I’ve got a history of mental health problems. There I said it. Shocked? It seems to be a topic that is slowly coming more into the open in recent years. However its one that can instil fear into many if brought up and an awkward attempt to change subject. Whether it’s taboo or not, the problem exists. Many people live with mental health problems everyday, I was just one of them. Now I’ve quit the 9 to 5 existence and about to travel the world, living the van life.
My Story and why I quit work
At the age of 35 I’ve worked in the financial services sector for almost fifteen years. That’s a long time for a job I never intended on doing long term. In fact people serve shorter prison sentences for quite serious crimes. Having covered everything from investment banking, to finance and even digital marketing. Its fair to say I have been around the block in a career that’s taken me around four different cities. Life has a habit of speeding by if you aren’t paying close attention.
Feelings don’t happen out of nowhere
At different times of my life I’ve faced periods of anxiety and depression. I couldn’t always identify them at the time but looking back it happened as soon as early childhood. I won’t sit here and tell you I had a horrible upbringing, I had good parents. Sure they got divorced into my late teens but those things happen. It was my inability to recognise my own issues and reach out for help that saw mental health challenges continue into adulthood.
For months on end I’d live with daily battles to get out of the house and simply go to work. Crippling anxiety saw me avoid certain situations and depression told me there wasn’t a solution. Or perhaps if I was even worth fixing. Getting off buses and returning home, fleeing restaurants and doing everything to get out of meetings. I’ve lived through a lot of behaviour you may consider strange. In the most recent period it was clear I was ill and needed support.
Finding help and support
I’m not an expert in sorting peoples life out but I can tell what worked for me. It was a combination of things. The right medical advice from my doctor, attending talking therapy and a local support group. Even focusing on something like exercise has helped me improve dramatically.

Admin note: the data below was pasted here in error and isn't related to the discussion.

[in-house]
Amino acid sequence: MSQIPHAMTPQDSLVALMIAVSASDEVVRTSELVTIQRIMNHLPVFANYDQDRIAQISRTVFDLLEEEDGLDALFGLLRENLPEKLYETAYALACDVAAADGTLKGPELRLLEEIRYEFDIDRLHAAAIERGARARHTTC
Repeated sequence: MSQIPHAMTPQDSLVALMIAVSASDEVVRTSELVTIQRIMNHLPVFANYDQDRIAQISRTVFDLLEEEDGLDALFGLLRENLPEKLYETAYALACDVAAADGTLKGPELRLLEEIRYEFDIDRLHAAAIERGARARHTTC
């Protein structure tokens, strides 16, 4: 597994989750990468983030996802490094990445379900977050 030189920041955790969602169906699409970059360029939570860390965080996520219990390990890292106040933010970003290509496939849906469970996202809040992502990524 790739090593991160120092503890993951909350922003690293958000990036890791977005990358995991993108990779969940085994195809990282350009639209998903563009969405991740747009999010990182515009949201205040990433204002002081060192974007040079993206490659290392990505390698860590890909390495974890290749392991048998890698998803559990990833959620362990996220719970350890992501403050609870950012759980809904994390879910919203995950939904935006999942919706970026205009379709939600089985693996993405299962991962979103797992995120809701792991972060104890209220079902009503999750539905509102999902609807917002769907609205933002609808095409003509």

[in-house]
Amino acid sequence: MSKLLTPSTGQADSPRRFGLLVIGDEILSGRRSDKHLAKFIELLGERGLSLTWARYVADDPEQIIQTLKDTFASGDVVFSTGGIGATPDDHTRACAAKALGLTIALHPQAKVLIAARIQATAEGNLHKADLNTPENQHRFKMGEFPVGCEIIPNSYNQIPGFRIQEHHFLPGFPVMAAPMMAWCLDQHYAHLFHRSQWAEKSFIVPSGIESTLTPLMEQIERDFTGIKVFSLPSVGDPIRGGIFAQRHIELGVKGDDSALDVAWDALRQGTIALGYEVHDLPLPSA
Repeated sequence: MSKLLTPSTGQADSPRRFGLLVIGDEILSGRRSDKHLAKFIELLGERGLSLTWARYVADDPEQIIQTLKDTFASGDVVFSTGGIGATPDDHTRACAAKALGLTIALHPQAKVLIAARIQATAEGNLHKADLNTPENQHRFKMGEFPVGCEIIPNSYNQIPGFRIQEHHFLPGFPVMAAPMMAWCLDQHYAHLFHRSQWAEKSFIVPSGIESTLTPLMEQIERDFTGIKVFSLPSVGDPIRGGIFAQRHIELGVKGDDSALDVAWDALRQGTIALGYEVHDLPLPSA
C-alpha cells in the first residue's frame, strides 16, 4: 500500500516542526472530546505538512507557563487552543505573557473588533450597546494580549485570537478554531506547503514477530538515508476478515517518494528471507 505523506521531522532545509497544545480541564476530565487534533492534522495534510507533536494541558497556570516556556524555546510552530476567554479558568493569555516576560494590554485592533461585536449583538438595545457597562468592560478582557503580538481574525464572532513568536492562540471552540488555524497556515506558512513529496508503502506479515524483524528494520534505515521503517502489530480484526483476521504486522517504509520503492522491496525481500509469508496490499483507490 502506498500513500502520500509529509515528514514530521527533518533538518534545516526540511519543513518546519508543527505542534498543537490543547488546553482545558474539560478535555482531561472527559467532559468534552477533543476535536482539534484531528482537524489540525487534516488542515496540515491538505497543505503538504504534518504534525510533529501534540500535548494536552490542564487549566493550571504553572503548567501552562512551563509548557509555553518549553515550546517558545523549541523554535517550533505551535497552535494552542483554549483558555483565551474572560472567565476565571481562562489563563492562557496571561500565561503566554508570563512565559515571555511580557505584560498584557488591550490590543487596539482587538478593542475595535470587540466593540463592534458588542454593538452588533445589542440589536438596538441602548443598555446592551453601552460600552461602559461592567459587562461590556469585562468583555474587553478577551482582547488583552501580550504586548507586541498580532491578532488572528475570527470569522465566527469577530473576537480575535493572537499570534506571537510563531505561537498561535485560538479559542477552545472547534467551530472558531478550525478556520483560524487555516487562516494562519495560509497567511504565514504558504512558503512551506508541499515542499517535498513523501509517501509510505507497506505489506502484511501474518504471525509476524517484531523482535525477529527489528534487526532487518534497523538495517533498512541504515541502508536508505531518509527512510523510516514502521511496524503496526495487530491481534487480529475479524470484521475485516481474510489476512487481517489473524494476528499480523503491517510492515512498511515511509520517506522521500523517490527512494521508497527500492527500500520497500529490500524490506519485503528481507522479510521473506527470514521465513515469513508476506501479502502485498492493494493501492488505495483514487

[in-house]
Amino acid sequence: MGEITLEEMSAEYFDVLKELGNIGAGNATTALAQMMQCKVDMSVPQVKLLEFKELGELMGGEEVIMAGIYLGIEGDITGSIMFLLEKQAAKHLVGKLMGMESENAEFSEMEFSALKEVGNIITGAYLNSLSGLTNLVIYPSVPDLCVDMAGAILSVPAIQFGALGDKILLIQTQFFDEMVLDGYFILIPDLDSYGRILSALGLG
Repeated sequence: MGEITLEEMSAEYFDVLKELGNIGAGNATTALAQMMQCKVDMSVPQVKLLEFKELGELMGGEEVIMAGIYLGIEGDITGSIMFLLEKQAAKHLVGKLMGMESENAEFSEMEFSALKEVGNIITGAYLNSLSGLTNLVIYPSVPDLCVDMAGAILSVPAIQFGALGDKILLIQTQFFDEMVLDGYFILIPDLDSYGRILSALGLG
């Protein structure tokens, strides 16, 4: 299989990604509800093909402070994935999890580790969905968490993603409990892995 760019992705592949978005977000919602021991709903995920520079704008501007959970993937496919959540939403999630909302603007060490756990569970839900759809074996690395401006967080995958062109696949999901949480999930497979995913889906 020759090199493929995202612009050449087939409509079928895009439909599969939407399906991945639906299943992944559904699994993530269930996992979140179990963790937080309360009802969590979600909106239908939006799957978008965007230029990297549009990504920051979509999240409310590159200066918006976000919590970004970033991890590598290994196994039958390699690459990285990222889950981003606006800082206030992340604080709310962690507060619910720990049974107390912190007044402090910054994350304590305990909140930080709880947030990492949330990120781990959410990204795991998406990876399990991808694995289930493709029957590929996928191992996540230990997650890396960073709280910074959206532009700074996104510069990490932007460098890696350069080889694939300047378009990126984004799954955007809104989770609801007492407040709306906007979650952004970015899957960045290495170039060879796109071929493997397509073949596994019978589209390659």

In my opinion though the desire to get better has to come from within. The smartest people can give you all kinds of advice and medication but if you don’t want to listen or make an effort, there won’t be a turn around. There is no magic wand.
Life is just a ride. I quit my job
One of my favourite comedians, Bill Hicks, said, ‘Life is just a ride’. It can however feel like a ride you want to get off. During a failed long term relationship I began to use the period to reevaluate where my life was headed.
My conclusion was, life is a short ride and you better make the most to have fun. By fun I don’t mean getting wasted every night, I mean do something that makes you happy and you find fulfilling. Don’t wake up in ten, twenty or thirty years time and regret not changing what made you miserable. I saw too many of those people on the train every day in the city.
Getting worse before getting better
I started taking anti depressants. Stertraline to be exact. I’m not a recreational drug addict but wow starting that was horrendous. I can sympathise with anyone ever addicted to heroin. My anxiety symptoms were through the roof and it took weeks before I saw any positive effect.
I was determined to see it through this time and give it my best shot. Appointments with a councillor followed and gave me for probably the first time to talk through anything without fear of judgement or politics.